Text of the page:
McSorley's Old Ale House, a historic Irish bar in New York City, has reopened to serve food and beer to go. 

The Manhattan pub was shuttered for the longest time in its 160-year-old history due to the COVID-19 pandemic but is now operating a takeout service offering bar food and beer served in growlers - a type of glass or stainless steel bottle used to transport draft beer. 

Gregory de la Haba, a bartender at the famous establishment, said that the bar will be offering a limited menu of burgers, sandwiches, and hot dogs. 

The bartender, who is married to owner Teresa Maher de la Haba, told EV Grieve that all staff would be wearing facemasks and other PPE, and said that the staff had installed four hand sanitizing stations in the pub for any customers ordering takeout. 

Read more: A look at New York City's oldest Irish pub, McSorley's

While this may alter the pub's historic decor, Gregory de la Haba said that customer safety took precedent. 

"Doesn’t quite go with the decor of the aged and charred wood but for now who gives a shit. Safety first," he told EV Grieve.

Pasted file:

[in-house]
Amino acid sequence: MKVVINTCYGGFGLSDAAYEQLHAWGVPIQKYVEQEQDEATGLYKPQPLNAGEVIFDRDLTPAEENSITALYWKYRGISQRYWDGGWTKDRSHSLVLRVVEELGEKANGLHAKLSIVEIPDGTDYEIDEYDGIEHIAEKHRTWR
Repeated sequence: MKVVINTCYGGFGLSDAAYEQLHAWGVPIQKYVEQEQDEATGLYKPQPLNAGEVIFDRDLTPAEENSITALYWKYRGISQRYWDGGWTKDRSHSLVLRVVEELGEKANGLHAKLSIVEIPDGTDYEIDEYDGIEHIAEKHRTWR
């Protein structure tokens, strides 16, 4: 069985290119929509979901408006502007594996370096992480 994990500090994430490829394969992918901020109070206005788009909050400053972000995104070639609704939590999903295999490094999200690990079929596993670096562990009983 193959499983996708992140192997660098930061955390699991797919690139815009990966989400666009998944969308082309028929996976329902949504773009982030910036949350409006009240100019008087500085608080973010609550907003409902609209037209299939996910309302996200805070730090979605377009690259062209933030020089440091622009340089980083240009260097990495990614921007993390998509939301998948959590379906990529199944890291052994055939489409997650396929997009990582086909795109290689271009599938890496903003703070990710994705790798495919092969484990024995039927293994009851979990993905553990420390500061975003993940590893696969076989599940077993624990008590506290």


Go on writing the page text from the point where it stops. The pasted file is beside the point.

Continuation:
McSorley's will be opening from 1 p.m. until 8 p.m. daily for the next two weeks when the staff will reassess the pub's position based on New York City's reopening plans. 

De la Haba said that the New York bar industry was in imminent danger due to the COVID-19 pandemic and said that plans to limit occupancy to 25 or 50% when they reopen could force a lot of establishments out of business. 

"The uncertainty into the unknown is what’s driving most business owners mad. And the 25 or 50 percent occupancy will be the nail in the coffin for most — especially if it lasts more than one month."

It has been a particularly turbulent year for the oldest Irish pub in New York after longtime owner Matty Maher died from lung cancer prior to the COVID-19 pandemic in January. 

Maher owned the bar from 1977 until his death earlier this year when the pub's ownership transferred to his daughter Teresa. 

Read more: Beloved Irish owner of McSorley's, NYC's oldest pub, dies